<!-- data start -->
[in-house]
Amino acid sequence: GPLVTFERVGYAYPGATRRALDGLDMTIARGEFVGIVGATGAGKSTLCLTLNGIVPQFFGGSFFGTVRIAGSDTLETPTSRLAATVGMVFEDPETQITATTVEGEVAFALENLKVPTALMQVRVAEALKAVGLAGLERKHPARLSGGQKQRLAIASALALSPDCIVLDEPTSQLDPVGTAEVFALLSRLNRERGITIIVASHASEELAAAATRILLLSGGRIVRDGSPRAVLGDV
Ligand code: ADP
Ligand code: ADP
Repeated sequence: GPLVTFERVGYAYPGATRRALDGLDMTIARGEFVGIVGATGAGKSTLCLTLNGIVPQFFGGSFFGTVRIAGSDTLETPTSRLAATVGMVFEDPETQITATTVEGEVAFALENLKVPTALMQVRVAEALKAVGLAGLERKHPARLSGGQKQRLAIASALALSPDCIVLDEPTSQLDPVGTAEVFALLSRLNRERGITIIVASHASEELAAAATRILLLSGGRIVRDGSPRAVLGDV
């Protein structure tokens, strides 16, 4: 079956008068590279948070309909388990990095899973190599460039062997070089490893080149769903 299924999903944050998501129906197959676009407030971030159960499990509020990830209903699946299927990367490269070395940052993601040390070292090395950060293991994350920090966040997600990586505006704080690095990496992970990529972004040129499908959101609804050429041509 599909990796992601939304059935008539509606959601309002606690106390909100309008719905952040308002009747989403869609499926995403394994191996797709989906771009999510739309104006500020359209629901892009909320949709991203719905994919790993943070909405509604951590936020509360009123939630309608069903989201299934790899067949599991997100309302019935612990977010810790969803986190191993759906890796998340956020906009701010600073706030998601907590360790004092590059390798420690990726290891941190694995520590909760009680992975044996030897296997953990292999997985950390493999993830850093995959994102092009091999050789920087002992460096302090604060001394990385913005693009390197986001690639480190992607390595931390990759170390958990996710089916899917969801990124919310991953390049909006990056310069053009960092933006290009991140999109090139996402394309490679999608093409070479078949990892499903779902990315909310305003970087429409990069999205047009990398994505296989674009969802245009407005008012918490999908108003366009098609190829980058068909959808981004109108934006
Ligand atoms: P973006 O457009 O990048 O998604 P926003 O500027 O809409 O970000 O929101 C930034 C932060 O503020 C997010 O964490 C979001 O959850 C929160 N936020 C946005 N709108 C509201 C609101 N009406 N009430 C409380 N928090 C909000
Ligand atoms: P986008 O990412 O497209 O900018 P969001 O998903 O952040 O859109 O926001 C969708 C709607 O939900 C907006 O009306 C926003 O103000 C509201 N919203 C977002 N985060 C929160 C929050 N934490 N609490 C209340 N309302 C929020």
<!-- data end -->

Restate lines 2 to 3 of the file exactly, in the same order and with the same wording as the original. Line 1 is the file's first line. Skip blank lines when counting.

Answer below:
Amino acid sequence: GPLVTFERVGYAYPGATRRALDGLDMTIARGEFVGIVGATGAGKSTLCLTLNGIVPQFFGGSFFGTVRIAGSDTLETPTSRLAATVGMVFEDPETQITATTVEGEVAFALENLKVPTALMQVRVAEALKAVGLAGLERKHPARLSGGQKQRLAIASALALSPDCIVLDEPTSQLDPVGTAEVFALLSRLNRERGITIIVASHASEELAAAATRILLLSGGRIVRDGSPRAVLGDV
Ligand code: ADP